- The Washington Times - Saturday, November 21, 2009

ANALYSIS/OPINION:

When a military officer participates in a war against his own country, that is high treason, and that is the charge that ought to be brought against Maj. Nidal Malik Hasan. But it’s not going to happen.

Maj. Hasan should have been weeded out of the military long ago. There was abundant evidence that his allegiance was not to the United States - the country that had given his immigrant family safe haven and provided him the opportunity to become, at taxpayer expense, a physician, an officer and a gentleman. It was apparent that he viewed himself not as an American soldier but as a “Soldier of Allah” - the phrase he had printed on his business cards - and that sooner or later he would wage war against the “unbelievers.”

Why did none of those who saw something say something? In a culture where the value of diversity trumps the requirements of security, to do so would have been career suicide. There was no way that was going to happen.

Let’s be clear: The lesson of Fort Hood is not that Muslims in the U.S. military constitute a fifth column. But neither can we continue to assume blithely that someone like Maj. Hasan - American-born, well educated, apparently sophisticated - could never succumb to the temptations of what the politically correct call “violent extremism.”

Paradoxically, the Fort Hood massacre highlights the fact that Muslims soldiers who are doing their duty as proud, patriotic Americans are extraordinarily independent-minded and brave. While there is no evidence that Maj. Hasan was ever harassed for being a Muslim - as some of his relatives have charged - there is a long record of Muslims who criticize Islamists being denounced as apostates, a sin that can bring a fatwa and the death penalty. “Patriotism is paganism,” the Ayatollah Ruhollah Khomeini famously said. Khomeini was a Shia Islamist, but on this theological point Sunni Islamists emphatically agree.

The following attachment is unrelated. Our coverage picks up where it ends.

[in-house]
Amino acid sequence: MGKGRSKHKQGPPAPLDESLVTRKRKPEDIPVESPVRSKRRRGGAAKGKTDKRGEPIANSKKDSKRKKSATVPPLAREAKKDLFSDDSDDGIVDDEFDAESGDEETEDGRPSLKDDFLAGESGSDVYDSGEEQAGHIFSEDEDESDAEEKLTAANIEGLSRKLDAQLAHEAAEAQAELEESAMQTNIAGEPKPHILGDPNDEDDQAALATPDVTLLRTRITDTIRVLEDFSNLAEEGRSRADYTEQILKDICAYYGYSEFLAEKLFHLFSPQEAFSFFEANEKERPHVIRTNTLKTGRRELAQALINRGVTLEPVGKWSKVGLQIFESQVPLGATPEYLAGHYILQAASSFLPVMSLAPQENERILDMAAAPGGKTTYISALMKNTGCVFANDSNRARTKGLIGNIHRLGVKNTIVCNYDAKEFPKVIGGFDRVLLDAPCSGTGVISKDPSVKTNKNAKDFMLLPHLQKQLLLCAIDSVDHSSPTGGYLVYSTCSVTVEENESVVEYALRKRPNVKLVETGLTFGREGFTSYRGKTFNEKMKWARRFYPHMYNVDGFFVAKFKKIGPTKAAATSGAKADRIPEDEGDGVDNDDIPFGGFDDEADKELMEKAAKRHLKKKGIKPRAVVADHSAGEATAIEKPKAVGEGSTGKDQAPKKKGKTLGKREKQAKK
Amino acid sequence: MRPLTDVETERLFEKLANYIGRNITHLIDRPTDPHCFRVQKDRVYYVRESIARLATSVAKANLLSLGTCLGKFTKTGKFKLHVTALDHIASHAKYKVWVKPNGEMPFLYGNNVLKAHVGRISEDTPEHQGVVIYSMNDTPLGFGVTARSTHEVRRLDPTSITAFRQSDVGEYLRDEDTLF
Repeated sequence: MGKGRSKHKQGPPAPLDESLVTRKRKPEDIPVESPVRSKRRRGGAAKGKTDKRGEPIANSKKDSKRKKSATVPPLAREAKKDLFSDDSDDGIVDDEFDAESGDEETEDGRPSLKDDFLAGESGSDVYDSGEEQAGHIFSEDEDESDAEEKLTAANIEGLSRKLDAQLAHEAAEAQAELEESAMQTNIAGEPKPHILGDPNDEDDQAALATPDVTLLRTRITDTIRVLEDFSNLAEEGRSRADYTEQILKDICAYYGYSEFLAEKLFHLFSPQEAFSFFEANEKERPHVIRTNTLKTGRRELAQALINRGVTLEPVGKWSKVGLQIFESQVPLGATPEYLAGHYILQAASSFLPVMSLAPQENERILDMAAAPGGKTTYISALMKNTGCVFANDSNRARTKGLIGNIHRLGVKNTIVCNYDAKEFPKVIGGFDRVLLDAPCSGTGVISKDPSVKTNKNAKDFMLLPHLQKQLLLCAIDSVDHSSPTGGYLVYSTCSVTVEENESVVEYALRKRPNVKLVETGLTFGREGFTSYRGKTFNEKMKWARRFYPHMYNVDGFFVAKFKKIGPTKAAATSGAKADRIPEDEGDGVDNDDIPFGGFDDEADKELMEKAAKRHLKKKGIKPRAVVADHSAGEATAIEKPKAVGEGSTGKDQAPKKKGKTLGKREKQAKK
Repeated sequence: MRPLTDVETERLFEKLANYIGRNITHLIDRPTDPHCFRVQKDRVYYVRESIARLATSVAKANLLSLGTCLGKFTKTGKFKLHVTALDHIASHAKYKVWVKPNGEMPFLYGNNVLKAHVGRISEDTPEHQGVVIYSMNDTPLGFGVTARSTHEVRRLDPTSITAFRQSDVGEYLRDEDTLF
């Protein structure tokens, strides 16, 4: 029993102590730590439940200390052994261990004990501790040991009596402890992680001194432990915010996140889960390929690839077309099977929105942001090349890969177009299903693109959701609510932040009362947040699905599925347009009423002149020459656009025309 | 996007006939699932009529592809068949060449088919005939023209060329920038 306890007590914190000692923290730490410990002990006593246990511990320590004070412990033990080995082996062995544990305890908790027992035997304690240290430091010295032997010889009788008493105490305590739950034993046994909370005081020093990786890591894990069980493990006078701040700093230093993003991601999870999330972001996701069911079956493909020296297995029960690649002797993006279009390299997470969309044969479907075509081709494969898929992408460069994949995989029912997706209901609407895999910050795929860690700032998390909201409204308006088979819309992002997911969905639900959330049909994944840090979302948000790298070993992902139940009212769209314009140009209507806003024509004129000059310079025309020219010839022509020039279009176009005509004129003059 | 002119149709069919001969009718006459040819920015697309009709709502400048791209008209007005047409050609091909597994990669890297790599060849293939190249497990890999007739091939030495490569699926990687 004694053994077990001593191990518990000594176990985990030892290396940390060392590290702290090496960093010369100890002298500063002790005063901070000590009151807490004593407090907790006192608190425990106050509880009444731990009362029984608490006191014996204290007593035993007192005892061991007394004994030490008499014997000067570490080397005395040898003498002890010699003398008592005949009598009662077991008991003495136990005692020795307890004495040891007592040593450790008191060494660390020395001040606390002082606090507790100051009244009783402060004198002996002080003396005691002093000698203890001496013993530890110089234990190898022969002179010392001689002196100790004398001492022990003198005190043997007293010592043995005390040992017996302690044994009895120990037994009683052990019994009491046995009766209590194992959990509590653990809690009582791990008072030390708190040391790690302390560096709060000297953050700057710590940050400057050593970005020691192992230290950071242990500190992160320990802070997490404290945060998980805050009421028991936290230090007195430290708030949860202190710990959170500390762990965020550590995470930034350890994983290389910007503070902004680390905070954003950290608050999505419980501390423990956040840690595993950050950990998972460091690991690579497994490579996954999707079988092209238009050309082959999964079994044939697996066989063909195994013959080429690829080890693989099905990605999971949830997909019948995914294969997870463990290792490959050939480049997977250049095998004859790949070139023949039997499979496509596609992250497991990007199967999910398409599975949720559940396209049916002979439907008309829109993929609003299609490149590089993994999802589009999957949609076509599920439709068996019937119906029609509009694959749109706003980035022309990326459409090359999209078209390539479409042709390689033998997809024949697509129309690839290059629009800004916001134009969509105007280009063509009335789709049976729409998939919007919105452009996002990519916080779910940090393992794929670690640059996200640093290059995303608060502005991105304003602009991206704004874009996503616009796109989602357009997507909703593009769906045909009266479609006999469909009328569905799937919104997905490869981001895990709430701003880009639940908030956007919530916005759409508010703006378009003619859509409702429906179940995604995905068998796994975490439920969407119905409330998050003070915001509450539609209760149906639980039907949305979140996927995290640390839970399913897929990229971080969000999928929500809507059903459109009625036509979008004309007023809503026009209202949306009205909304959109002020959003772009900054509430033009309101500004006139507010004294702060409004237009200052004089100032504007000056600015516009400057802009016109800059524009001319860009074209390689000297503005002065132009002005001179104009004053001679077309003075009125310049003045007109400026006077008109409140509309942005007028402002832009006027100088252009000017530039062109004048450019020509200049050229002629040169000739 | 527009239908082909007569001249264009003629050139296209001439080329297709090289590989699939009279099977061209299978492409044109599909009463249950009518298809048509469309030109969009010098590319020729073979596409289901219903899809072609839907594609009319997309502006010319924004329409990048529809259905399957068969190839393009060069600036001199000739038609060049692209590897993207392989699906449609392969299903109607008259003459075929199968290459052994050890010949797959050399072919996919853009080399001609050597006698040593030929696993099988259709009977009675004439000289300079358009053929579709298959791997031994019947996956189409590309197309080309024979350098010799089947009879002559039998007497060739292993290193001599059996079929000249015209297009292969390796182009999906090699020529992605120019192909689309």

Western commentators sometimes assert that Muslims who preach intolerance and belligerence are “heretics” who have “hijacked” a great and peaceful religion. But no Muslim authority would say that - not even those who denounce terrorism. How, after all, can a fundamentalist be a heretic? How can someone who insists on a literal reading of the Koran be accused of misrepresenting what it says?

Some Western commentators also assert that there is a “civil war” taking place within “the Muslim world.” But no battles or even protests were ever staged outside the Dar al-Hijra mosque in Northern Virginia where Anwar al-Aulaqi preached a hateful and violent theology. Maj. Hasan was among those who worshipped with - and was inspired by - al-Aulaqi, an American-born cleric who five years ago decamped to Yemen. In recent days, Al-Aulaqi has described Maj. Hasan as a “hero,” adding: “The only way a Muslim could Islamically justify serving as a soldier in the U.S. army is if his intention is to follow the footsteps of men like Nidal.”

Al-Aulaqi’s kind of Islam aims to humble, defeat and conquer despised “infidels.” Islamists of his ilk are determined, ruthless and well-financed thanks to the West’s addiction to oil, most of which is found in lands ruled by those who read Islam more or less as al-Aulaqi does.

They also have this advantage - the reluctance of so many Americans to comprehend that a war is being waged against them, even after an American military base in Texas has been turned into a killing field by what appears to have been a turncoat furious over Islamist grievances, driven by Islamist dreams.

In his remarks at the memorial in Fort Hood last week, President Obama said: “No faith justifies these murderous and craven acts.” But the faith embraced by al-Aulaqi, Maj. Hasan and millions like them has been invoked to justify the slaughter of Christians, Jews and Muslim dissidents for decades. It would be enormously helpful if our political leaders would accept this reality and consider its policy implications. But that’s not going to happen, at least not any time soon.

Clifford D. May is president of the Foundation for the Defense of Democracies, a policy institute focusing on terrorism.

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